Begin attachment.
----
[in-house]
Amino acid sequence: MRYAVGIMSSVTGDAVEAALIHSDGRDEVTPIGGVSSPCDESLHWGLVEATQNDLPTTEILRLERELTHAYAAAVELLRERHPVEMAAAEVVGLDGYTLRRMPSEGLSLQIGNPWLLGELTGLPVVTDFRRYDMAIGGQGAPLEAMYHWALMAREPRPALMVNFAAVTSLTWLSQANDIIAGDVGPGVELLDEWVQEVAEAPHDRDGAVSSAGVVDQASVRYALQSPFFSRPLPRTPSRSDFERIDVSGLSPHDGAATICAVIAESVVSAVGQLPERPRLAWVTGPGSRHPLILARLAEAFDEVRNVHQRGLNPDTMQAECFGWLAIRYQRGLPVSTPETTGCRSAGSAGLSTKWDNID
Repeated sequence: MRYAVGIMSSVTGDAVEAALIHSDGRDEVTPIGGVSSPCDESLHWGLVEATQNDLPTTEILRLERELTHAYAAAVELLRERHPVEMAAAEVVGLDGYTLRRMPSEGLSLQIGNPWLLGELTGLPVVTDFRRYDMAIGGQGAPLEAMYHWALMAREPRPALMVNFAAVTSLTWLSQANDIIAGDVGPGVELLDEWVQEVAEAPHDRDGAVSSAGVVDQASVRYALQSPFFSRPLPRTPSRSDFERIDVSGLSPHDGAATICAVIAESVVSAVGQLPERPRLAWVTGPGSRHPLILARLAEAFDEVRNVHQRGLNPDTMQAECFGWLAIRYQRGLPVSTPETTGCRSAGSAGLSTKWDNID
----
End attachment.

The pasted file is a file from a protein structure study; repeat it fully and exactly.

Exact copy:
[in-house]
Amino acid sequence: MRYAVGIMSSVTGDAVEAALIHSDGRDEVTPIGGVSSPCDESLHWGLVEATQNDLPTTEILRLERELTHAYAAAVELLRERHPVEMAAAEVVGLDGYTLRRMPSEGLSLQIGNPWLLGELTGLPVVTDFRRYDMAIGGQGAPLEAMYHWALMAREPRPALMVNFAAVTSLTWLSQANDIIAGDVGPGVELLDEWVQEVAEAPHDRDGAVSSAGVVDQASVRYALQSPFFSRPLPRTPSRSDFERIDVSGLSPHDGAATICAVIAESVVSAVGQLPERPRLAWVTGPGSRHPLILARLAEAFDEVRNVHQRGLNPDTMQAECFGWLAIRYQRGLPVSTPETTGCRSAGSAGLSTKWDNID
Repeated sequence: MRYAVGIMSSVTGDAVEAALIHSDGRDEVTPIGGVSSPCDESLHWGLVEATQNDLPTTEILRLERELTHAYAAAVELLRERHPVEMAAAEVVGLDGYTLRRMPSEGLSLQIGNPWLLGELTGLPVVTDFRRYDMAIGGQGAPLEAMYHWALMAREPRPALMVNFAAVTSLTWLSQANDIIAGDVGPGVELLDEWVQEVAEAPHDRDGAVSSAGVVDQASVRYALQSPFFSRPLPRTPSRSDFERIDVSGLSPHDGAATICAVIAESVVSAVGQLPERPRLAWVTGPGSRHPLILARLAEAFDEVRNVHQRGLNPDTMQAECFGWLAIRYQRGLPVSTPETTGCRSAGSAGLSTKWDNID